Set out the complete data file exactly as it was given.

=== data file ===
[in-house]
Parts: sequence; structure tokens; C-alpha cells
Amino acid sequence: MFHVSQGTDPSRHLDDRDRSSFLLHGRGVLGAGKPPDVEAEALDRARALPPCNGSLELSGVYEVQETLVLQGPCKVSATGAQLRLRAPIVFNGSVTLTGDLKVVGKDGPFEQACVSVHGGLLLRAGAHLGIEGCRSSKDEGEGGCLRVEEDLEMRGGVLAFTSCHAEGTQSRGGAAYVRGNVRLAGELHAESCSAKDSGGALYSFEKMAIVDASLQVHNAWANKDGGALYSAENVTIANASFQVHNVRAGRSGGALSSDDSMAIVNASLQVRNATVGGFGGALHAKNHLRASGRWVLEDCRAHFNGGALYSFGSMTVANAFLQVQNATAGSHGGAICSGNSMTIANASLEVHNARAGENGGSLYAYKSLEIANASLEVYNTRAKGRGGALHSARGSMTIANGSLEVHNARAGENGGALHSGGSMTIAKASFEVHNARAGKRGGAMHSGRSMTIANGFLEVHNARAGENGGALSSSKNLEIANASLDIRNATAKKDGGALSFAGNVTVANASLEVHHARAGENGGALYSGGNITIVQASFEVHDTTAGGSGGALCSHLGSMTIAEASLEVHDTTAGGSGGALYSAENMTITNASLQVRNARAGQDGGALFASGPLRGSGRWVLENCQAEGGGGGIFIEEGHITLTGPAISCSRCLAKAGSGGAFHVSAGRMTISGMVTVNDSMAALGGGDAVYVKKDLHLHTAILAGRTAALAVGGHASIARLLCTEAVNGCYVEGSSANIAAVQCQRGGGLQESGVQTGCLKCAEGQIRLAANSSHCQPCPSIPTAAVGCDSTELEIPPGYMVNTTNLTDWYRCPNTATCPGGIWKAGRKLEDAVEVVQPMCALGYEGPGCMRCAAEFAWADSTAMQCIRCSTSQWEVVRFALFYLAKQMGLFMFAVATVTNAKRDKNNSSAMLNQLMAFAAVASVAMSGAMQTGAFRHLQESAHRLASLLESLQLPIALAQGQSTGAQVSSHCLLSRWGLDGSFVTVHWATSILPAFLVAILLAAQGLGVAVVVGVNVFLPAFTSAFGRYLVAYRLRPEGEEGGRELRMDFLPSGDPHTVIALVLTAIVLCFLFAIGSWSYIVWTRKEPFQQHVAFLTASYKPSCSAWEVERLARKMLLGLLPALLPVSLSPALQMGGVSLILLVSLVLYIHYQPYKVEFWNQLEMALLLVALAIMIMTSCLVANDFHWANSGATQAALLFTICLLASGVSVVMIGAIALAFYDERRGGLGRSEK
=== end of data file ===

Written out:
[in-house]
Parts: sequence; structure tokens; C-alpha cells
Amino acid sequence: MFHVSQGTDPSRHLDDRDRSSFLLHGRGVLGAGKPPDVEAEALDRARALPPCNGSLELSGVYEVQETLVLQGPCKVSATGAQLRLRAPIVFNGSVTLTGDLKVVGKDGPFEQACVSVHGGLLLRAGAHLGIEGCRSSKDEGEGGCLRVEEDLEMRGGVLAFTSCHAEGTQSRGGAAYVRGNVRLAGELHAESCSAKDSGGALYSFEKMAIVDASLQVHNAWANKDGGALYSAENVTIANASFQVHNVRAGRSGGALSSDDSMAIVNASLQVRNATVGGFGGALHAKNHLRASGRWVLEDCRAHFNGGALYSFGSMTVANAFLQVQNATAGSHGGAICSGNSMTIANASLEVHNARAGENGGSLYAYKSLEIANASLEVYNTRAKGRGGALHSARGSMTIANGSLEVHNARAGENGGALHSGGSMTIAKASFEVHNARAGKRGGAMHSGRSMTIANGFLEVHNARAGENGGALSSSKNLEIANASLDIRNATAKKDGGALSFAGNVTVANASLEVHHARAGENGGALYSGGNITIVQASFEVHDTTAGGSGGALCSHLGSMTIAEASLEVHDTTAGGSGGALYSAENMTITNASLQVRNARAGQDGGALFASGPLRGSGRWVLENCQAEGGGGGIFIEEGHITLTGPAISCSRCLAKAGSGGAFHVSAGRMTISGMVTVNDSMAALGGGDAVYVKKDLHLHTAILAGRTAALAVGGHASIARLLCTEAVNGCYVEGSSANIAAVQCQRGGGLQESGVQTGCLKCAEGQIRLAANSSHCQPCPSIPTAAVGCDSTELEIPPGYMVNTTNLTDWYRCPNTATCPGGIWKAGRKLEDAVEVVQPMCALGYEGPGCMRCAAEFAWADSTAMQCIRCSTSQWEVVRFALFYLAKQMGLFMFAVATVTNAKRDKNNSSAMLNQLMAFAAVASVAMSGAMQTGAFRHLQESAHRLASLLESLQLPIALAQGQSTGAQVSSHCLLSRWGLDGSFVTVHWATSILPAFLVAILLAAQGLGVAVVVGVNVFLPAFTSAFGRYLVAYRLRPEGEEGGRELRMDFLPSGDPHTVIALVLTAIVLCFLFAIGSWSYIVWTRKEPFQQHVAFLTASYKPSCSAWEVERLARKMLLGLLPALLPVSLSPALQMGGVSLILLVSLVLYIHYQPYKVEFWNQLEMALLLVALAIMIMTSCLVANDFHWANSGATQAALLFTICLLASGVSVVMIGAIALAFYDERRGGLGRSEK